Gay conversion therapy has remained cloaked from the public and largely unreported from the media in Ireland. Tonight, the RTÉ Player's new show, Converted, will highlight the stories of four men who have had first-hand experience with these practices, including counseling and exorcism.
As recently as the 1990s, homosexuality was seen as a criminal act. Since then, LGBT+ rights in Ireland have changed rapidly.
In May 2015, Ireland officially passed the same-sex marriage referendum with 1.2 million people voting in its favour - this was the first time that a state legalised same-sex marriage through a popular vote.
The Gender Recognition Act followed two months later and, in 2017, the country's first openly gay Taoiseach, Leo Varadkar, was instated.
In 2019, Ireland's favourite Drag Queen, Panti Bliss, had her 'Noble Call' call dress honoured in the National Museum of Ireland as part of an exhibition celebrating queer history.
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Things are progressing but the attempts at 'gay conversion therapy', which are now taking place in an Irish context, have largely fallen beneath the radar of the media.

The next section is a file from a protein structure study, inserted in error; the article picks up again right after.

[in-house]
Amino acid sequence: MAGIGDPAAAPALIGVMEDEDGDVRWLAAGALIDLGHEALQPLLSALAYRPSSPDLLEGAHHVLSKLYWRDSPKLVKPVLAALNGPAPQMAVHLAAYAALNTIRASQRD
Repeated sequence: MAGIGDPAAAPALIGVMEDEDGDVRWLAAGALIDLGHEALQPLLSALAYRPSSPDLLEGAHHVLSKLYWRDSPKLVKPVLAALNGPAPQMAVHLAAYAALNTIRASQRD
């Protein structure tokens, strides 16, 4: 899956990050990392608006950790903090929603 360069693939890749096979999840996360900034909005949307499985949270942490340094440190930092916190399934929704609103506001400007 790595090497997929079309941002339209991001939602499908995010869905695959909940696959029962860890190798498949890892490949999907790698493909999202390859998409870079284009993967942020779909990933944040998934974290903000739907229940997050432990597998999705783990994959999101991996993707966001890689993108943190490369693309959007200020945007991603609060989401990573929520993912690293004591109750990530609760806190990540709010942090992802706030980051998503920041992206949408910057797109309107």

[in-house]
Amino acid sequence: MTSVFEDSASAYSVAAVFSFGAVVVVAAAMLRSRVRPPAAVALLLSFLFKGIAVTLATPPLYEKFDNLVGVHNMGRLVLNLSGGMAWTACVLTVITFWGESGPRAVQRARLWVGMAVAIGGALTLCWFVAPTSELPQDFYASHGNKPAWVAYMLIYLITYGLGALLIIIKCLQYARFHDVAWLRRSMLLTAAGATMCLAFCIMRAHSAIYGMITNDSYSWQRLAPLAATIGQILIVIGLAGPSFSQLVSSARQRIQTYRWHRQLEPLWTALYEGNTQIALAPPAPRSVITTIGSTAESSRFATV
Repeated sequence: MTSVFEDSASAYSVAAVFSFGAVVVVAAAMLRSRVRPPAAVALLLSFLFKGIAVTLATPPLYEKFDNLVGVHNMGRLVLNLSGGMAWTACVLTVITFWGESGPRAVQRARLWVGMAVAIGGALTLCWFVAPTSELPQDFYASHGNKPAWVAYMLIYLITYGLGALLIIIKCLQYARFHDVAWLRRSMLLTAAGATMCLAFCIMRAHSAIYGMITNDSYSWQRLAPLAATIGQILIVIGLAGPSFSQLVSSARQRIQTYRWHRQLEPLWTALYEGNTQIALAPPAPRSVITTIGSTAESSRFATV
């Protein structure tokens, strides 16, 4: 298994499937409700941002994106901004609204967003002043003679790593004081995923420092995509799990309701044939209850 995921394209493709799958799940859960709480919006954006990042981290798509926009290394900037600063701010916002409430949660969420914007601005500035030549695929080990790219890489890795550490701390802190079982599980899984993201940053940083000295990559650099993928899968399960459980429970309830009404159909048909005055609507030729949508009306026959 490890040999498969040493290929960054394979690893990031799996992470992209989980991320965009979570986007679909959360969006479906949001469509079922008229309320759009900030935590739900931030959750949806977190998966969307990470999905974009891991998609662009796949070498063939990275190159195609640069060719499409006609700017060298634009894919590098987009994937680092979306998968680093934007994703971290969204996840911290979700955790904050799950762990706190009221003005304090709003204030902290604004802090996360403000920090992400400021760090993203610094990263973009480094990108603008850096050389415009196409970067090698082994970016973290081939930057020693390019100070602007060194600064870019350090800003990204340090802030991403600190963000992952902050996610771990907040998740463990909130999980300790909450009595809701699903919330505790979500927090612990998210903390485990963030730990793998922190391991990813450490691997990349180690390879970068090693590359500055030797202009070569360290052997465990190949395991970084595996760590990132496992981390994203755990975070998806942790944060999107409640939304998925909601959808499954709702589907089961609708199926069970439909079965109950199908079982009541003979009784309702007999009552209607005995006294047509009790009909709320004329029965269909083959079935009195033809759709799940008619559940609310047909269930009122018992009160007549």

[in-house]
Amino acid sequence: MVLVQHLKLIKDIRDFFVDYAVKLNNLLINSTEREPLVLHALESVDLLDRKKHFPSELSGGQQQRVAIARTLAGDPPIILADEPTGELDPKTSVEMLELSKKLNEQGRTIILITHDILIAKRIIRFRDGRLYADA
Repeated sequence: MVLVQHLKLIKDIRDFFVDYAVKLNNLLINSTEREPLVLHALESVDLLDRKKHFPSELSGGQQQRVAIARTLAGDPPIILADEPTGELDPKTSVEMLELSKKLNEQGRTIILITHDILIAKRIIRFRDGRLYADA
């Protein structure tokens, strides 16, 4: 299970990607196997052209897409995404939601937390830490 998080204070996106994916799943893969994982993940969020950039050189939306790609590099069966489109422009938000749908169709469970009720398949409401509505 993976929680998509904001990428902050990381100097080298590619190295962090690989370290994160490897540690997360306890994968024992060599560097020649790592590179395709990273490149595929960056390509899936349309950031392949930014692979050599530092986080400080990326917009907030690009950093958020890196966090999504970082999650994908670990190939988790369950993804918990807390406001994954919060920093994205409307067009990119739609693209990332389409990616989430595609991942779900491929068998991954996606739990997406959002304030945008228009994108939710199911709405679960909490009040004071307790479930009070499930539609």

Senator Fintan Warfield’s bill to ban conversion therapy in Ireland has passed its second stage in the Seanad. The bill aims to make the practice of performing conversion or reparative therapies illegal in Ireland and would carry fines for individuals providing the services and prison sentences in extreme cases.
However, some individuals have not welcomed the bill and said that this bill represents only one ideological perspective and is taking away from our citizens right to choice.
Converted is a visually creative narrative of four unique perspectives on the conversation around conversion therapy in Ireland today. One man who experienced it, one man who provides it, one man who believes it should be an option for those who seek it, and a journalist who went undercover.